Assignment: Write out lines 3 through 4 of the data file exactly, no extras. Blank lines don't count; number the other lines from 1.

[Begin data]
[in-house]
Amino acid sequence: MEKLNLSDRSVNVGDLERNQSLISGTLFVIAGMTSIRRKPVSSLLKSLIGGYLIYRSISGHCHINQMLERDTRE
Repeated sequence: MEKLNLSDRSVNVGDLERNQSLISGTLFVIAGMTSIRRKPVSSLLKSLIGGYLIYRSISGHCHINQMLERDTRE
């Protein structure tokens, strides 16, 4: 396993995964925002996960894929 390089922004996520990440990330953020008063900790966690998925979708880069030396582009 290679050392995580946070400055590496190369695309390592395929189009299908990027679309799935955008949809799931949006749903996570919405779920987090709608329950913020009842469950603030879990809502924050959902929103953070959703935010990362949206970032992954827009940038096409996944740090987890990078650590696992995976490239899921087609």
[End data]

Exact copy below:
Repeated sequence: MEKLNLSDRSVNVGDLERNQSLISGTLFVIAGMTSIRRKPVSSLLKSLIGGYLIYRSISGHCHINQMLERDTRE
């Protein structure tokens, strides 16, 4: 396993995964925002996960894929 390089922004996520990440990330953020008063900790966690998925979708880069030396582009 290679050392995580946070400055590496190369695309390592395929189009299908990027679309799935955008949809799931949006749903996570919405779920987090709608329950913020009842469950603030879990809502924050959902929103953070959703935010990362949206970032992954827009940038096409996944740090987890990078650590696992995976490239899921087609």